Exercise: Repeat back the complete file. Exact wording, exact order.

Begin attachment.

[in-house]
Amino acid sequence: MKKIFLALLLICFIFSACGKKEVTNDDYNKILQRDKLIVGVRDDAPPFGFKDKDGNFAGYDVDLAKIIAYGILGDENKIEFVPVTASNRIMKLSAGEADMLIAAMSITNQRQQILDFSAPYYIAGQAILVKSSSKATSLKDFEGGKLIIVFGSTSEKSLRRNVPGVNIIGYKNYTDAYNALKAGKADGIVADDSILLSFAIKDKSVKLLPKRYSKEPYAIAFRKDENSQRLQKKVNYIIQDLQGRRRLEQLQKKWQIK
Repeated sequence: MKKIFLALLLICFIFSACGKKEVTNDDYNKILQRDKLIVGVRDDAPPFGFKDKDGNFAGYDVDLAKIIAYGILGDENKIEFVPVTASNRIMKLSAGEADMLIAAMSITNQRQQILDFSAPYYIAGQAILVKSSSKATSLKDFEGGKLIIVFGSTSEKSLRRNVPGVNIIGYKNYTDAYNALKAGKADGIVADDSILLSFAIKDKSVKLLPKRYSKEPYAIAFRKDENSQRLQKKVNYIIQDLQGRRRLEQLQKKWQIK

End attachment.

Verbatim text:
[in-house]
Amino acid sequence: MKKIFLALLLICFIFSACGKKEVTNDDYNKILQRDKLIVGVRDDAPPFGFKDKDGNFAGYDVDLAKIIAYGILGDENKIEFVPVTASNRIMKLSAGEADMLIAAMSITNQRQQILDFSAPYYIAGQAILVKSSSKATSLKDFEGGKLIIVFGSTSEKSLRRNVPGVNIIGYKNYTDAYNALKAGKADGIVADDSILLSFAIKDKSVKLLPKRYSKEPYAIAFRKDENSQRLQKKVNYIIQDLQGRRRLEQLQKKWQIK
Repeated sequence: MKKIFLALLLICFIFSACGKKEVTNDDYNKILQRDKLIVGVRDDAPPFGFKDKDGNFAGYDVDLAKIIAYGILGDENKIEFVPVTASNRIMKLSAGEADMLIAAMSITNQRQQILDFSAPYYIAGQAILVKSSSKATSLKDFEGGKLIIVFGSTSEKSLRRNVPGVNIIGYKNYTDAYNALKAGKADGIVADDSILLSFAIKDKSVKLLPKRYSKEPYAIAFRKDENSQRLQKKVNYIIQDLQGRRRLEQLQKKWQIK